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Israel likely to resend spacecraft to moon after first mission failed

17 April 2019
Israel likely to resend spacecraft to moon after first mission failed

Beresheet-Genesis in Hebrew- started as a private attempt by Israeli nonprofit organization SpaceIL, which Kahn now chairs, to win Google's 10-year space race competition Lunar X Prize. The State of Israel took part in the first launch and will do it again.

Israel Prime Minister Benjamin Netanyahu stated that they have failed during their first try.

Nobody at mission control was happy the night the news came in, he said, because "we missed by very little".

"SpaceIL, the start-up that functioned for more than eight years to find the spacecraft from the ground, revealed a technical glitch triggered a" series of events" that caused the spacecraft's engine to malfunction Thursday just 14 km (8.7 miles) above the heavens, making it" impossible to stop the spacecraft's velocity". "I hope this time we will succeed", he said at a cabinet meeting.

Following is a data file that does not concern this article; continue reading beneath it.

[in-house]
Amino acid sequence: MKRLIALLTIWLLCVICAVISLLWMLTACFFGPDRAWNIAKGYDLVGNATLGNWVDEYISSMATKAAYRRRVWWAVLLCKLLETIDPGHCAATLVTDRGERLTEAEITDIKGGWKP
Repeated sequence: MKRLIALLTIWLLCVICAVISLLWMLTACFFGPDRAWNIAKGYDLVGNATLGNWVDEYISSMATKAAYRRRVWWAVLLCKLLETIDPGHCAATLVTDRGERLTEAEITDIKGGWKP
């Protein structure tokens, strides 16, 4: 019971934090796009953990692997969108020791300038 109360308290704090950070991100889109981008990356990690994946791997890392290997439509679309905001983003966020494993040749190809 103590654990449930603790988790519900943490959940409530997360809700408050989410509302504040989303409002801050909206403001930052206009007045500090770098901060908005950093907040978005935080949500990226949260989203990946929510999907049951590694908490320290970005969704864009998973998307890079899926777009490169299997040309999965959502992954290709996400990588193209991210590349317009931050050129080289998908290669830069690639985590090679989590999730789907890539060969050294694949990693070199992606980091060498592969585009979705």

The failure was a disappointing ending to a 6.5 million-kilometer (4 million-mile) lunar voyage, nearly unprecedented in length, that was created to conserve fuel and reduce price. "We reached the moon, but we want to land more comfortably, and that is for the next time". It blasted off from Florida's Cape Canaveral on February 21 on a SpaceX Falcon 9 rocket and entered Earth's orbit about 34 minutes after launch. It also had a time capsule that included a Bible, Israeli cultural symbols and a picture of famed Israeli astronaut Ilan Ramon, who died in the crash of the US space shuttle Columbia in 2003.

Kahn, who mentioned he was encouraged by worldwide feedback on the first mission, said he intends to lead the second project, and will form a new group of donors to support Beresheet 2.0 and has appointed a new team, which started on Sunday. This resemblance to the moon will continue and will accompany us, also, all the way to the moon. "Never lose hope - your hard work, teamwork, and innovation is inspiring to all!" he wrote on Twitter.

Beresheet made the final cut, but after several deadline extensions, the competition ended a year ago without a victor.

Beresheet will land on a plain of lava, if all goes according to plan. "If we're successful, we'll inspire children to study the subjects that took us there". "We would have been turning in distance toward a sun orbit that no one wants to enter".